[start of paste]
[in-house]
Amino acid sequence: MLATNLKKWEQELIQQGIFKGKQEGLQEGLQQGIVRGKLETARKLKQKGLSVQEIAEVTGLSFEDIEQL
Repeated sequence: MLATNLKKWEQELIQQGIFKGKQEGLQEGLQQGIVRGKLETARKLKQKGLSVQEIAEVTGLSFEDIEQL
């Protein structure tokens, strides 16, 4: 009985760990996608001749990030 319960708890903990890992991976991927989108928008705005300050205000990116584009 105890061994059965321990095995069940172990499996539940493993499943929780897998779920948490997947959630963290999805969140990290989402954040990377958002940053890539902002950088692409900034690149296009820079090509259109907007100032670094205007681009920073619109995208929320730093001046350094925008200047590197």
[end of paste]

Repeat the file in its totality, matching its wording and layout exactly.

[in-house]
Amino acid sequence: MLATNLKKWEQELIQQGIFKGKQEGLQEGLQQGIVRGKLETARKLKQKGLSVQEIAEVTGLSFEDIEQL
Repeated sequence: MLATNLKKWEQELIQQGIFKGKQEGLQEGLQQGIVRGKLETARKLKQKGLSVQEIAEVTGLSFEDIEQL
């Protein structure tokens, strides 16, 4: 009985760990996608001749990030 319960708890903990890992991976991927989108928008705005300050205000990116584009 105890061994059965321990095995069940172990499996539940493993499943929780897998779920948490997947959630963290999805969140990290989402954040990377958002940053890539902002950088692409900034690149296009820079090509259109907007100032670094205007681009920073619109995208929320730093001046350094925008200047590197």